We strongly welcome the publication of this first-ever Hydrogen Strategy and hope to turn this encouraging strategy into firm and rapid action through our exciting plans. These include working with Equinor on the world’s first major hydrogen-fired power station at Keadby and developing hydrogen storage caverns at Aldbrough, as well as our partnership with Siemens Gamesa to co-locate hydrogen production facilities at our wind farms. The strategy is a welcome first step to realising the potential of hydrogen.

Prioritising and supporting polluting industries to significantly slash their emissions, the government also announced today a £105 million funding package through its Net Zero Innovation Portfolio that will act as a first step to build up Britain’s low carbon hydrogen economy. The investment will help industries to develop low carbon alternatives for industrial fuels, including hydrogen, which will be key to meeting climate commitments. This includes:

  • £55 million Industrial Fuel Switching Competition. Funding will support the development and trials of solutions to switch industry from high to low carbon fuels such as natural gas to clean hydrogen, helping industry reach net zero by 2050
  • £40 million Red Diesel Replacement Competition. Providing grant funding for the development and demonstration of low carbon alternatives to diesel for the construction, quarrying and mining sectors, with the aim of decarbonising these industries reliant on red diesel, a fuel used mainly for off-road purposes such as in bulldozers. With red diesel responsible for the production of nearly 14 million tonnes of carbon each year, the investment supports the UK government’s budget announcement removing the entitlement to use red diesel and rebated biodiesel
  • £10 million Industrial Energy Efficiency Accelerator (IEEA). Offering funding to clean technology developers to work with industrial sites to install, test and prove solutions for reducing UK industry’s energy and resource consumption

This comes as the Transport Secretary unveils the winners of a £2.5 million R&D competition for hydrogen transport pilots in the Tees Valley area, which will lead to supermarkets, emergency services and delivery companies trialling hydrogen-powered transport to move goods and carry out local services.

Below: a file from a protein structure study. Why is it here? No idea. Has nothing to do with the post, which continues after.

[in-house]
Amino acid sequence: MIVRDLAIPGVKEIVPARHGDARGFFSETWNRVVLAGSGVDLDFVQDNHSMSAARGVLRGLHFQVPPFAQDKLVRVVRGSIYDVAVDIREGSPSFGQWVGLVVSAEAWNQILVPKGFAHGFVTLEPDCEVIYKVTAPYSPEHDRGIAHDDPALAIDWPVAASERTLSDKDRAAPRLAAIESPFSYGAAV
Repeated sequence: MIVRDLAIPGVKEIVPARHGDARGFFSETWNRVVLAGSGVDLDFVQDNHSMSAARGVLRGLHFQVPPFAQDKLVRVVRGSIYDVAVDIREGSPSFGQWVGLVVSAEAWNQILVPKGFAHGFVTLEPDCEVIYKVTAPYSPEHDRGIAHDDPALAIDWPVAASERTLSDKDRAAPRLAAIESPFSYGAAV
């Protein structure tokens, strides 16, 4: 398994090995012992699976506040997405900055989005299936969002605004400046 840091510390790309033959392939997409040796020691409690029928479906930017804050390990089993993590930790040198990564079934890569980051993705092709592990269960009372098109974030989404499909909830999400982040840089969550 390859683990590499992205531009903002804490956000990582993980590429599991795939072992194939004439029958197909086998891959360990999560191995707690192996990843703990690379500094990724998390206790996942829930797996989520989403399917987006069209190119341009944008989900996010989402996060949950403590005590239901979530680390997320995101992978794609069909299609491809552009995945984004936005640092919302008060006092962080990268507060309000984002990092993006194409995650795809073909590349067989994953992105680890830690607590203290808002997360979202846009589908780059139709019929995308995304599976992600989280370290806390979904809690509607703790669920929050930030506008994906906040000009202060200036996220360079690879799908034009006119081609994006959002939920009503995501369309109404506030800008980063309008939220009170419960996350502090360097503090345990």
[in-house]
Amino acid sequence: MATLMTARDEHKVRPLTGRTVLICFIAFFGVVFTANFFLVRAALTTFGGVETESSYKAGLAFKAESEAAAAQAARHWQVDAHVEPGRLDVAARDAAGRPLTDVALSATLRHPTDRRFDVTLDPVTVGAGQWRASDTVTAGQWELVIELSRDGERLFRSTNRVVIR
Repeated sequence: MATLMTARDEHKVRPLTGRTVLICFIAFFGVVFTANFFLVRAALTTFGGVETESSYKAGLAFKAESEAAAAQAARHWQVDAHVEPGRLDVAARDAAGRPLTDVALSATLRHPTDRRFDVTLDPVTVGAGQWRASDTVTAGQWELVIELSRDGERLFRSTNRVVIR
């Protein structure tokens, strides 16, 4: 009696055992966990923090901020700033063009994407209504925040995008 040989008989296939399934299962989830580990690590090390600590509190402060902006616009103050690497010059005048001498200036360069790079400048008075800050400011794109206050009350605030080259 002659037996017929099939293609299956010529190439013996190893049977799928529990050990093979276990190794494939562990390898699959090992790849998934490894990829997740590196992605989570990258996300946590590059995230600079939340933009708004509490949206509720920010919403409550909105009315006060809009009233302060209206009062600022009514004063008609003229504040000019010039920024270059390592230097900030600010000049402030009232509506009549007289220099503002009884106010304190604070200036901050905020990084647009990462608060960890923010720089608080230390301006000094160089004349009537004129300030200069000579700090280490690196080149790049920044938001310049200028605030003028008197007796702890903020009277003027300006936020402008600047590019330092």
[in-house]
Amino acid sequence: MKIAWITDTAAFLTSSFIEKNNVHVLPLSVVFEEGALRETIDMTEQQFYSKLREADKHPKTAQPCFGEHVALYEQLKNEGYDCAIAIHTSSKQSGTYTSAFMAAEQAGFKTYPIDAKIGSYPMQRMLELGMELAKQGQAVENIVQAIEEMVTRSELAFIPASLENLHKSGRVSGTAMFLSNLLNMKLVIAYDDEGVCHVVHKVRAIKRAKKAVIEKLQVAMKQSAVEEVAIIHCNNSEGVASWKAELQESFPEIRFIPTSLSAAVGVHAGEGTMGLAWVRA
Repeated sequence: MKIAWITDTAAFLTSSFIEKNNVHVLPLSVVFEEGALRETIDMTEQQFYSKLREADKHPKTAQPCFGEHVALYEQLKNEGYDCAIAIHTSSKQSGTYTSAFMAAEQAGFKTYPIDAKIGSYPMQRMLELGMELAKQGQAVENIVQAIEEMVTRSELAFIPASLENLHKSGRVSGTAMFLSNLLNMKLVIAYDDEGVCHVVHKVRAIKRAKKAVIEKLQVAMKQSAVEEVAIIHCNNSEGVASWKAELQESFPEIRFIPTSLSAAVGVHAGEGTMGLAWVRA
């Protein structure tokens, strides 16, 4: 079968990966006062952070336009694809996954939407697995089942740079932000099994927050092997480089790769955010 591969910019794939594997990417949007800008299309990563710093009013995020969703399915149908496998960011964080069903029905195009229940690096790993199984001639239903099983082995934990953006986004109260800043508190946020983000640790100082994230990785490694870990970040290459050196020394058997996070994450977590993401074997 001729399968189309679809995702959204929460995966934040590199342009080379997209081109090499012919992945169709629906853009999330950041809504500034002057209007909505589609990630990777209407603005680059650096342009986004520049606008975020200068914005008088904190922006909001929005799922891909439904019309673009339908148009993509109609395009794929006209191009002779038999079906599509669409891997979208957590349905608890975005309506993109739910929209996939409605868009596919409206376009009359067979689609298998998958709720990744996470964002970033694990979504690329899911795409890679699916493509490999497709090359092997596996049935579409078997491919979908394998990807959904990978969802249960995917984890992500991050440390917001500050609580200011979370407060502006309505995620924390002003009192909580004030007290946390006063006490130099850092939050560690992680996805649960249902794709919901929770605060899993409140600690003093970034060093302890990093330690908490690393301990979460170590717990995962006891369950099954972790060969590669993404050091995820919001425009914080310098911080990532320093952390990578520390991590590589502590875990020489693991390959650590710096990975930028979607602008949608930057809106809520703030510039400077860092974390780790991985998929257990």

Associate Director for the Carbon Trust Paul Huggins said:

The previous rounds of the Industrial Energy Efficiency Accelerator have seen over £8 million of funding awarded to 16 successful projects. The programme has been instrumental in securing the first industrial demonstration of a wide range of innovative technologies, with the future potential to deliver up to 10 million tonnes of cumulative carbon savings over 10 years.

Seeing these technologies working at scale on site will reduce the barriers to widespread industry adoption of energy saving technologies. We are delighted that BEIS has re-appointed the Carbon Trust and our partners, Jacobs and KTN, to deliver the next round of the IEEA and look forward to supporting the next wave of demonstration projects and further contributing to UK’s industry transition toward net zero.

Hydrogen can be made as safe as natural gas. As the hydrogen economy develops, all necessary assessments will be carried out and measures put in place to ensure that hydrogen is stored, distributed and used in a safe way.

The UK government is already working with the Health and Safety Executive and energy regulator Ofgem to support industry to conduct first-of-a-kind hydrogen heating trials. These trials along with the results of a wider research and development testing programme will inform a UK government decision in 2026 on the role of hydrogen in decarbonising heat. If a positive case is established, by 2035 hydrogen could be playing a significant role in heating people’s homes and businesses, powering cars, cookers, boilers and more – helping to slash carbon emissions from the UK’s heating system and tackle climate change.